Pink bracelet that says 'Fosso Bianco' on a wrist.
For your €2, you get entrance to the more famous pools… and this snazzy bracelet

You’ll know when you get to the White Whale (La Balena Bianca), the nickname of the huge sulphurous formation that holds some of the prettiest pools.

If it’s not crowded, you can stop there (where the water is warmer), or keep heading downhill and find a pool that you like.

There are certain sections fenced off – this is to keep specific areas of the hot springs from being used (and possibly ruined) by visitors. 

Depending on where the fencing is, you can continue walking to the pools of the White Ditch (sounds better in Italian – Fosso Bianco), although the trail can get very muddy – so pay attention to where you’re stepping! 

Soaking in the Bagni San Filippo Hot Springs

People bathing in the thermal pools of Bagni San Filippo in Tuscany, Italy.

You can enjoy a soak in the pools of Bagni San Filippo, but it’s important to respect the fencing and stay inside the designated zones.  The town is trying to preserve the springs and keep some of the areas untouched. 

When you’re ready to get in, leave your belongings on the dirt (bring a plastic bag, not cloth – as it can be muddy) and hop in!

Please be respectful of the White Whale (Balena Bianca) and don’t slide on it or walk on it – it’s quite fragile. 

Tips for Visiting Bagni San Filippo

Close up look at some of the turquoise pools at Bagni San Filippo in Southern Tuscany, Italy.
  • Change into your swimsuit in your car, or arrive already in your swimwear.
  • Bring water and snacks with you because there are no facilities at the pool.  You can eat on the ground near the springs or at the few picnic tables at the top of the trail.
  • If you want to bring a picnic, there are grocery stores in nearby Vivo d’Orcia and Abbadia San Salvatore.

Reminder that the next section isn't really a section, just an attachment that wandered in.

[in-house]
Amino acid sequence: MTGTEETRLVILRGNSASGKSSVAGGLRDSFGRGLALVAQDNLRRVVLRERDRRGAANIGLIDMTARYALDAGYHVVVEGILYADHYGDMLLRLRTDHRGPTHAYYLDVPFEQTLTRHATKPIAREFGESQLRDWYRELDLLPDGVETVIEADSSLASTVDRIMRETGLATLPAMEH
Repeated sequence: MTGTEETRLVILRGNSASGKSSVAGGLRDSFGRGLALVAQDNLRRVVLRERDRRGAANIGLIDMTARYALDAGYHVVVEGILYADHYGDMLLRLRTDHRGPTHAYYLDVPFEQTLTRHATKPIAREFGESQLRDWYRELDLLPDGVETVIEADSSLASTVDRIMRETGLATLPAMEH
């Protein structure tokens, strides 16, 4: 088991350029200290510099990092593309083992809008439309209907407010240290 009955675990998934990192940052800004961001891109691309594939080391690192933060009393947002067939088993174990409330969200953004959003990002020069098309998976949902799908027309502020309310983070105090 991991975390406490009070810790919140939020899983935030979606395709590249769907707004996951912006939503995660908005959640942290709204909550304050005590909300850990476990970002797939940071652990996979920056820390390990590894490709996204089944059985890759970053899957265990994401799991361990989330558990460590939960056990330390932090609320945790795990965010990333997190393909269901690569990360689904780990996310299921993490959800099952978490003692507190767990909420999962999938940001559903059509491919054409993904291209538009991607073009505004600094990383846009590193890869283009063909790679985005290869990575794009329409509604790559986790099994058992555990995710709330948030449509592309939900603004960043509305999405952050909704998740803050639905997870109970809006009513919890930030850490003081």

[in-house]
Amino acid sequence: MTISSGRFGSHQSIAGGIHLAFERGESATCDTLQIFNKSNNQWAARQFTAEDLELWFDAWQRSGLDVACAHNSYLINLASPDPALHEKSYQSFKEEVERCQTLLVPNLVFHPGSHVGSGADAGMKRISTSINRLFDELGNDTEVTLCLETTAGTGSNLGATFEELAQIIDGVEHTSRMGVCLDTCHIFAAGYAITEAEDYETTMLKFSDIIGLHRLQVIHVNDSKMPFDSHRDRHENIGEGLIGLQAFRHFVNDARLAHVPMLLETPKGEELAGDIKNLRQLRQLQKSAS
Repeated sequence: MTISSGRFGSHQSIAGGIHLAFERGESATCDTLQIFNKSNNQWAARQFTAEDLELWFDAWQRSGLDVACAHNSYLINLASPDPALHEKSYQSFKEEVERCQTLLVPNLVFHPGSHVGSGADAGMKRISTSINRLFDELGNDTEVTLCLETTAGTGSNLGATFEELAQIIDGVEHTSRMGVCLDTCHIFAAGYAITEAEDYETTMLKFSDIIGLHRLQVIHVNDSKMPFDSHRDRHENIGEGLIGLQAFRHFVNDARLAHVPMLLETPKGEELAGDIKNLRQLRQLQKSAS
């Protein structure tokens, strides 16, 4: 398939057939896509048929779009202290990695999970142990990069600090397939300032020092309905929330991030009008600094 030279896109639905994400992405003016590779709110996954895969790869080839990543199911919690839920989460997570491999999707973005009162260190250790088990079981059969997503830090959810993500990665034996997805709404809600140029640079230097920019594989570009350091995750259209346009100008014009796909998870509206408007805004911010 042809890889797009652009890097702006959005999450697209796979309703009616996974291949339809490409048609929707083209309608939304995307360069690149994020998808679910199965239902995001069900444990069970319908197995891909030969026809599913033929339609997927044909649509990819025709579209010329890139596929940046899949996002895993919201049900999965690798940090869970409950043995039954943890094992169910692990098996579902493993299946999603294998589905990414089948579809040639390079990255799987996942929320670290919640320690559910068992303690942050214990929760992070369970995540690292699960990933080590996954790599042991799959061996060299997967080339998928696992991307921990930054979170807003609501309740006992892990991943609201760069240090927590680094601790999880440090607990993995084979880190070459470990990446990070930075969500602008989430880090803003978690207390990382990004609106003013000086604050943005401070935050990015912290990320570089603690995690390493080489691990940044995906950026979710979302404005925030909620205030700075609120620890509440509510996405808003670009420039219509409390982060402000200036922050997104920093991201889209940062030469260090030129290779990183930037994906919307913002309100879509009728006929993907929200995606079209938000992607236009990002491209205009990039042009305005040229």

• Use the toilets in the village (at a bar or restaurant) before you walk down the trail to the springs.
  • Wear sneakers or well-fitting sandals to walk the trail to the hot springs.  They can be muddy and slippery and in places it’s steep – you don’t want to fall.
  • The hot springs at Bagni San Filippo are closed at night.  At the time of writing, there were no set ‘nighttime’ hours – just a rule to stay out at night.
  • Don’t leave valuables in your car.

Where to Stay Near Bagni San Filippo

While there are a few apartments for rent in Bagni San Filippo, I’d recommend staying elsewhere and visiting on a day trip or for part of the day.

You could stay in further north in the central part of the Val d’Orcia or further south, close to the tufa towns of Pitigliano, Sorano, and Sovana. 

If you’re looking for a hotel with thermal baths, try:

  • Terme di Saturnia Spa Resort (Saturnia)
  • Fonteverde (San Casciano dei Bagni)
  • ADLER Spa Resort THERMAE (Bagno Vignoni)

Otherwise, this area is full of lovely agriturismi.

Bagni San Filippo with Kids

Bagni San Filippo’s hot springs aren’t ideal with small children because the trails close to the springs are steep, have tree roots sticking out of the ground (easy to trip on), and the trails are often muddy.